I’ve implemented SunSystems dozens of time. In Europe, in North America, in South America and in the Middle East. Not yet in Far East Asia, or Africa, but there’s still time if I hurry.
LLP Group is based in Central Europe and so most of my implementations have been in the post-Communist states of the former Soviet bloc. These were not then, and are not now, the easiest places in the world, but they are by no means amongst the worst (except perhaps Russia).
SunSystems has a simple beauty and once you’ve appreciated the power and simplicity of the single ledger concept (Accounts Payable, Accounts Receivable and General Ledger all in one) and the way in which general ledger analysis is achieved through transaction analysis codes rather than through complex, structured account codes, implementation should be simple.
The fun for us consultants lies in working out how a company wants to analyse its business performance, and to a lesser extent how it must calculate and report its tax liabilities, but once the analytical fun is over it’s usually a simple matter of system configuration, report configuration, data transfer and training. No programming. This is true, of course, of the implementation of the financial modules, not of the business process modules. These are more complex and involve more staff, making an implementation more disruptive.
But management accounting, the fun you can have with analysis, was alien to the emerging economies of Central and Eastern Europe when we began LLP Group in 1992 and for no particularly good reason implementations in our region took longer than they should. Good for us, of course, since we were charging fees, but also sometimes frustrating. I remember starting a system design workshop at a cooking oil plant in Bratislava in Slovakia with the question,
‘So, what do you want the system to do for you?’
A long silence. I think they were simply waiting to be told what the system does, and weren’t expecting to make any choices.
‘VAT reporting,’ was the first and only eventual answer.
So, when one of our earliest Prague-based clients, a British insurance company, unexpectedly asked us to implement SunSystems at their office in Brighton in the UK (coals to Newcastle, you might think), I expected things to be a lot more simple. Even so, I felt uneasy when the financial director suggested that just one day in his office might suffice.
‘I think it might take quite a lot longer than that,’ I suggested.
‘Well, come down for a day and we’ll get started and if I need you to come again, then fine,’ he said.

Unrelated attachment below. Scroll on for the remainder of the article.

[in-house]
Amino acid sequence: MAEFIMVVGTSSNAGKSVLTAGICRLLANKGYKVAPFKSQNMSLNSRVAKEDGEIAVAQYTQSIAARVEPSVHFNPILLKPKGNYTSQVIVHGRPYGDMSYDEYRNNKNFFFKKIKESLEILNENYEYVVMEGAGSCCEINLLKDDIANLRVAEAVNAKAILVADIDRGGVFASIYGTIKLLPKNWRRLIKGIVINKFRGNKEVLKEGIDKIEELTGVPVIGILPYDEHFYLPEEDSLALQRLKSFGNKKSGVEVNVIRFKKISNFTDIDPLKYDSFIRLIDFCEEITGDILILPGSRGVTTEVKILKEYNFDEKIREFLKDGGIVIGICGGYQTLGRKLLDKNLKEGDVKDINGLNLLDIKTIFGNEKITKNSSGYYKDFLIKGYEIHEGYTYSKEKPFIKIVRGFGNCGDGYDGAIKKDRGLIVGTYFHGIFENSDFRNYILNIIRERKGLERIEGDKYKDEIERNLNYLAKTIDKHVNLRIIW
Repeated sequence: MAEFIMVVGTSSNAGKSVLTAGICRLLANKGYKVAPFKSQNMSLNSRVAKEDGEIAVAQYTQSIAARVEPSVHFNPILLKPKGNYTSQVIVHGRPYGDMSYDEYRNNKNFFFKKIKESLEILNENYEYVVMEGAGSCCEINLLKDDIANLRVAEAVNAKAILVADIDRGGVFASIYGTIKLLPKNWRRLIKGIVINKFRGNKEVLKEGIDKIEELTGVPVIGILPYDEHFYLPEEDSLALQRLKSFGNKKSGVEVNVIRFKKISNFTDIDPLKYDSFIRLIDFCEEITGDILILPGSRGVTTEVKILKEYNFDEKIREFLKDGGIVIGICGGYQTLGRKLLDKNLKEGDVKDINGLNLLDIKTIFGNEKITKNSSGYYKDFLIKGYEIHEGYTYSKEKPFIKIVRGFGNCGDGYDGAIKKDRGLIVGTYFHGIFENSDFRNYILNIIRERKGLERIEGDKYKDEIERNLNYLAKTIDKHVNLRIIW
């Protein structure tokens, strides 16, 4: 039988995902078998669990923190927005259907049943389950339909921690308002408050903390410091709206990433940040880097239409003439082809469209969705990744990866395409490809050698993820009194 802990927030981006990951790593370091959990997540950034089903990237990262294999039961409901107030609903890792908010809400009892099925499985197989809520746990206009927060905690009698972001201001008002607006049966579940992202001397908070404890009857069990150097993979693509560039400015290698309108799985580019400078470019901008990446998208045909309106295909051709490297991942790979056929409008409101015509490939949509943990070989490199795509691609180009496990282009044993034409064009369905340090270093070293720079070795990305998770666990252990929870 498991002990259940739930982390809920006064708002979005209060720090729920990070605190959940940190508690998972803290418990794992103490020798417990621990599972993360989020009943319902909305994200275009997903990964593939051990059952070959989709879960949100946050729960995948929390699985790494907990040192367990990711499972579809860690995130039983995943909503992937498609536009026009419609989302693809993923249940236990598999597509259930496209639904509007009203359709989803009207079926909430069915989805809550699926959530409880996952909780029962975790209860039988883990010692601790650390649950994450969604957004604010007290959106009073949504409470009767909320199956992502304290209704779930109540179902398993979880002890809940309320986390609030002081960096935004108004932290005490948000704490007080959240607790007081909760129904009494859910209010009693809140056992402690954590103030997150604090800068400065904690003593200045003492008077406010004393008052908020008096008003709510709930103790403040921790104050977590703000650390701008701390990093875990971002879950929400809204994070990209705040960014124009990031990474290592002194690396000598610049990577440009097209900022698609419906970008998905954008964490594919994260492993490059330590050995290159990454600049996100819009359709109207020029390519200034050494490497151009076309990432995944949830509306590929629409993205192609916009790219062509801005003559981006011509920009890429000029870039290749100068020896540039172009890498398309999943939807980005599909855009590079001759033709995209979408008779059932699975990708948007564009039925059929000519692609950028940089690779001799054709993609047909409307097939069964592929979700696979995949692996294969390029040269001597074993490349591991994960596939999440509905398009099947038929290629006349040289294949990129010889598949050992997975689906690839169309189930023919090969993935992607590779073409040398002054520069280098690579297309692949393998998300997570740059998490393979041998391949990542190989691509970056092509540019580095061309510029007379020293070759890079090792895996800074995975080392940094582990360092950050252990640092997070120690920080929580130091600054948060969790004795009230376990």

I was in London for a week so I could easily be flexible.
I took the train down to Brighton from Victoria and, astonishingly, by lunchtime I was already on my way back. I’d showed him how to set up a chart of accounts (20 minutes). how to set up some analysis codes (10 minutes). I set up some journal types (20 minutes). a few simple reports, and showed him how to run the inbuilt Trial Balance. And that was that. Four hours or so. Instant understanding. Nothing that defeated the capabilities of the system. No subsequent complaints. Very few support calls over the following years. In some senses an ideal client, though I confess that we like to make a little more money out of consulting fees than in this particular case. Generously, the finance director permitted me to charge for an entire day of consulting.
It made me wonder what on earth all the fuss is about in Central and Eastern Europe.
Times have changed, and life and accounting have gradually become more ‘Western’ in the former Soviet bloc (except in Russia). Gone are the Negative Debits and Credits and the reports that are based on Correspondence Accounting. Ask the locals nowadays what they want from the system and they’ll list a dozen Key Performance Indicators that you’ve never heard of. And SunSystems is still as good as ever at the job.
Has anyone has implemented SunSystems in fewer than four hour?. Let me know.
Love this article Adam. It takes me right back to my implementation days. I recognise your descriptions perfectly from the SunSystems implementation I did for an oil company in Bucharest in 1996.
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Sadly they still like negative debits and credits in Bucharest!
I can tell you that I have implemented a Microsoft Dynamics NAV project based on the old PQIS methodology in 6 days (data migration included). However less than 1 day seems unrealistic for an ERP. Maybe a pure accounting system 🙂
Did that in 1995. Never heard from SunSystems since the last century. Glad to know it’s still alive
I’ll tell you a true story…
Way back I had a Shell company visit me in Northampton Lodge in Islington (from Saudi Arabia). One of my colleagues overheard them (during a smoking break) saying, “Is Bob Flay just going to arrive, roll up his sleeves and implement SunSystems? SAP had a methodology.”
Nigel Eastwood and Richard Eke were up first the next day so I contacted Nigel and told him, “Nigel, you are on at 9.00 am and you will present the SunSystems implementation methodology to Shell Saudi Arabia”. Nigel and Richard stayed up all night and invented PQIS.
So late did they work that the next morning, Nigel opened his presentation by saying “Obviously, we have PowerPoint slides about PQIS (he didn’t) but I always think it works best on a flip chart”. He then proceeded to give the best PQIS presentation I ever heard.
We won the business and it was one of the first “very many days” consultancy jobs (certainly the first PQIS) Systems Union won.
Adam is right though. Sometimes you just need to show a really smart client (with a DIY bent) what they need to do to configure an application. I really enjoy reading Adam’s posts and I’d be interested to hear his thoughts about setting client expectations.
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